'Celebrities are not teachers': Education department slammed for using celebs to teach

The department of education slammed for hiring celebrities to teach during lockdown.
The department of education slammed for hiring celebrities to teach during lockdown.
Image: Twitter/@GovernmentZA

The use of celebrities to promote online learning for school children during Covid-19 induced lockdown has raised eyebrows and attracted cutting criticism on social media.

Yesterday, the department of basic education published on social media  posters of its campaign with the faces of celebrities such as Penny Lebyane, Pearl Modiadie and Mohale Motaung-Mhlongo as partners to the campaign.

However, the idea was not well-received with parents and teachers questioning the department's wisdom in its decision on the use of celebrities.

Some asked why unemployed teachers were not considered to help drive the online study for pupils locked down at their homes.

Though the department did not say the personalities will perform actual teaching tasks, other critics demanded to know why people without the South African Council of Educators' (SACE) permit were allowed in the teaching space.

The programme is run by Africa Teen Geeks, a computer science NGO.

Nonhlanhla Mnisi of Africa Teen Geeks said the initiative is aimed at supporting the department's efforts to help learning and teaching continue during lockdown. 

Mnisi said the NGO started out by announcing a need for teachers to be part of the programme.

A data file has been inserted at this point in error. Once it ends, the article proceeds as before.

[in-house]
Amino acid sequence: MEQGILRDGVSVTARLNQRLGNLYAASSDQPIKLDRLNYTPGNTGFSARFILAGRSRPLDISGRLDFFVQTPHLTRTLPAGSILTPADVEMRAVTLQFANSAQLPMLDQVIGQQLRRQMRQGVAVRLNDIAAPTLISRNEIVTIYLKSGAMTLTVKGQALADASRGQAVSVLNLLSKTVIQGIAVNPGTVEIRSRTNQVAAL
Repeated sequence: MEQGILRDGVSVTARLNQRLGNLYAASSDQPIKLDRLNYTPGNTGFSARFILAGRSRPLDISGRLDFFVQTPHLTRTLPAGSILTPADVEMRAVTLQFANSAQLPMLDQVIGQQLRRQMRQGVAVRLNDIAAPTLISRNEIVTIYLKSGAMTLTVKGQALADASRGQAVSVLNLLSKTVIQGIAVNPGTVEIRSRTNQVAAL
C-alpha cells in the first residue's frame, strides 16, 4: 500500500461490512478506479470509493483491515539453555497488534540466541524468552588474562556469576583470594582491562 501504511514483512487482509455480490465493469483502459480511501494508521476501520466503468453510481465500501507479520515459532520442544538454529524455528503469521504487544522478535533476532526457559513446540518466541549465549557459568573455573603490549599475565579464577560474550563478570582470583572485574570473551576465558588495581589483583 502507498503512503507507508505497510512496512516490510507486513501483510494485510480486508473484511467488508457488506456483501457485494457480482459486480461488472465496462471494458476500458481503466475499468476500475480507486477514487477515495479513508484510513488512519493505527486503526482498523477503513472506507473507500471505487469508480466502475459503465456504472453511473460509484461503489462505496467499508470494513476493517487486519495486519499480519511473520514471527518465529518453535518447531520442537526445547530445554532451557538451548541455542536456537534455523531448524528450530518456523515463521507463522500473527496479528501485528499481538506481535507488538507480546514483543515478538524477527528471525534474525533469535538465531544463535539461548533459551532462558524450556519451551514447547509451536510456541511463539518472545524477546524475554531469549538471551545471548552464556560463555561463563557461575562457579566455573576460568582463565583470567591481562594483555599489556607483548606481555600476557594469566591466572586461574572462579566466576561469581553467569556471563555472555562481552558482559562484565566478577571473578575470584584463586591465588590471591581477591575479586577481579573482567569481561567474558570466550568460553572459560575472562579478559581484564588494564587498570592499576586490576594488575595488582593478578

She said 9,000 applications streamed in from all over the country and only 56 were selected.

 "These are the teachers with experience ranging from five to 20  years. We also appointed two student teachers, Motaung-Mhlongo and Mbali Tshabalala who have been doing exceptionally well, learning from their esteemed mentors in the field," Mnisi said. 

Mnisi said they have a reading club in which they work with public figures and celebrities who have volunteered their time to read to children.

"It is imperative to note that it is reading and not teaching to promote awareness of the campaign which is targeted at grades R to 3."

Social media was abuzz with users complaining about this method of teaching. 

Sir-Mac @rhulanamic wrote: "This is a pain to the education profession. I couldn't keep up with the presentation let alone my seven year old boy."

Ifi@ifi01801096 : "What they did here is a zero respect to teaching profession, these people have no method and they are not registered with SACE." 

Bongi Mdludla @Bongi_ka_mafaku said: "Once more they failed us and the future of a black child is on a dark hole." 

Department of basic education spokesperson Elijah Mhlanga said the initiative was created by a Non-Profit-Organization called Africa Teen Geeks who approached the Department with an idea for an intervention to support learners during the lockdown resulting from COVID-19.

"The Lockdown Digital Classroom is not a formal school, in fact it is not a school. It is an out-school project that was put in place as a temporary activity to urge learners to continue learning at home. It is optional and participation is voluntary. No subscription is required. It is free. Of the 56 teachers involved 54 are qualified and registered with the South African Council for Educators (SACE). Two are student teachers," Mhlanga said

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